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DC Health Depart issues COVID-19 update

MENOMONIE (October 2, 2020) – COVID-19 is a public health emergency both nationally and locally. Currently, a total of 663 people in Dunn County have been diagnosed with COVID-19, with 196 current active cases. Dunn County has a “very high” case activity and increasing trend in cases averaging over 50 cases a day per 100,000 people in the last two weeks. Visit for more information.

Symptoms have ranged from life-threatening to nothing noticeable (asymptomatic) in Dunn County residents who have tested positive for COVID-19. We have also observed pre-symptomatic spread in some of our local cases. We know it is possible for people to spread a germ that they did not know they had to a person that will experience severe symptoms. We also know that in Dunn County, 45% of our population has one risk factor and 27% of our population have two or more risk factors that increase their risk for severe symptoms.

Treatment options continue to be limited. Because the virus is so new, the science is still catching up. One important area of ongoing research is around treatments and vaccines that are proven safe and effective. Some anti-viral medications and supportive treatments are showing promise but are still in initial stages. We cannot currently rely on these treatments to prevent widespread severe illness.

The Public Health System is overwhelmed locally and regionally. Due to the large volume of daily new COVID-19 cases in Dunn County residents, the Health Department must prioritize interviews with the positive case over the aggressive identification of close contacts and contact investigations. The Health Department will still contact trace exposures in homes, schools, longterm care facilities, childcares and other environments with a high risk for spread. In other work and social environments the positive case is requested to notify all of their contacts and share that they should monitor for symptoms and stay home in quarantine for 14 days.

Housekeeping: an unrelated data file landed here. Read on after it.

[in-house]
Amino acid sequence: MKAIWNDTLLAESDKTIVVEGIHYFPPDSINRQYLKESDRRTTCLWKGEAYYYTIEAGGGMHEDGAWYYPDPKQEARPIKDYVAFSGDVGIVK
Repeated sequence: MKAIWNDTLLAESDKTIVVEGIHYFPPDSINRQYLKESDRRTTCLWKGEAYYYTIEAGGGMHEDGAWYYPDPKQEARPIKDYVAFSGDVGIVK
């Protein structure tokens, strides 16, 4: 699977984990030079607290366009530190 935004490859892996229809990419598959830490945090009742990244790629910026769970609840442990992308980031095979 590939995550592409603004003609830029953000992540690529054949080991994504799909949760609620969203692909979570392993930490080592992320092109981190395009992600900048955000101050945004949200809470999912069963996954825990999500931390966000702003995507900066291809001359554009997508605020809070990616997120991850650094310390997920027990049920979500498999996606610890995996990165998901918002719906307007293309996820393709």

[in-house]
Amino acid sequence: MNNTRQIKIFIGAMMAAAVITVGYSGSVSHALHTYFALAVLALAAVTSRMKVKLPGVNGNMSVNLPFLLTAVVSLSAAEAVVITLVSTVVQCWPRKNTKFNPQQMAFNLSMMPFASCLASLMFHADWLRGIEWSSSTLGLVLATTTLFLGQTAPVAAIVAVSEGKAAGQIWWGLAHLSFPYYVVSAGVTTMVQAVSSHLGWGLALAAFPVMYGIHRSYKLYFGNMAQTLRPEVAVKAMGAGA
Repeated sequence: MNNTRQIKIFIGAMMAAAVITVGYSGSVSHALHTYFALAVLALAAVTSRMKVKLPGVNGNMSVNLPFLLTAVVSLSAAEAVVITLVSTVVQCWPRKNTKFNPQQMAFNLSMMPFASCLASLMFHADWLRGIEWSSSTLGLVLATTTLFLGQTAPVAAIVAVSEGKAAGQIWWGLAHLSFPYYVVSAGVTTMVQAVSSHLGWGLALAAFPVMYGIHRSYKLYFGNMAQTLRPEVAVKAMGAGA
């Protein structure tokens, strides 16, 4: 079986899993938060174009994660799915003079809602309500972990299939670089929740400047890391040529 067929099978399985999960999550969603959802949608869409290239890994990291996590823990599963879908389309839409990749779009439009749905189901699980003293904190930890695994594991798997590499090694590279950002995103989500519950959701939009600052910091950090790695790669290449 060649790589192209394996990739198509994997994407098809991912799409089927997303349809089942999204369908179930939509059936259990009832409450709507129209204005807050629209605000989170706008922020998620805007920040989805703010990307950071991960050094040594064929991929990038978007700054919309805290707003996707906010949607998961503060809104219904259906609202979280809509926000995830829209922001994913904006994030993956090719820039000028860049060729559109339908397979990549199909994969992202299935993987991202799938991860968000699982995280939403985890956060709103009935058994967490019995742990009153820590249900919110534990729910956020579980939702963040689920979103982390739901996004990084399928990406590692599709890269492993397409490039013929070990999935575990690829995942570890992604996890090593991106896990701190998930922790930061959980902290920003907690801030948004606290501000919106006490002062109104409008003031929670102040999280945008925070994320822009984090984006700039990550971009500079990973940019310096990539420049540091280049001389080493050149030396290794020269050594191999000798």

Preventing spread continues to be essential. As a result, non-pharmaceutical prevention of germ spread, or viral transmission, is so very important. The Dunn County Health Department is recommending the following ways to prevent the spread of COVID-19.

1. Dunn County residents are advised to avoid public gatherings in their place of work, play or worship. Groups larger than 10 in an indoor setting and 25 in an outdoor setting, create increased risk of spreading germs. Gatherings are not able to be contact traced by the Health Department at this time. All gatherings that bring together people in a single room or space, whether inside or outside, at the same time should:

• Preserve physical distancing (maintaining 6 feet of distance between people and avoiding all direct physical contact); and,

• Follow all other public health recommendations issued by Dunn County Public Health Department, the Wisconsin Department of Health Services (DHS) and the US Centers for Disease Control. This importantly includes wearing a cloth face covering, practicing good hand hygiene, practicing good respiratory hygiene and staying home when sick.

• Create a contact list with the names and phone numbers of all people that attended the gathering so that you can call them if someone in attendance reports that they are positive for COVID-19.

2. Dunn County residents are advised to limit all non-essential travel.

• Stay home if you do not need to go out. Working from home, virtual gatherings, and using curbside or delivery ordering are still the safest and best options to protect yourself and others.

• Monitor for symptoms of COVID-19 for 14 days if you travel outside of your home community.

3. Dunn County residents are strongly advised to avoid high-risk social interactions.

• Do not spend time at indoor bars or dance halls.

• Do not host or attend house parties.

• Do not host or send children to sleepovers.

• Do not play high contact sports.

• Do not attend in person music performances with singing or brass/wind instruments.

4. All people are encouraged to contact their health care provider via phone or online, to discuss if they should be tested for COVID-19 if they are experiencing any of the symptoms of COVID-19 listed on the Wisconsin DHS’s website:

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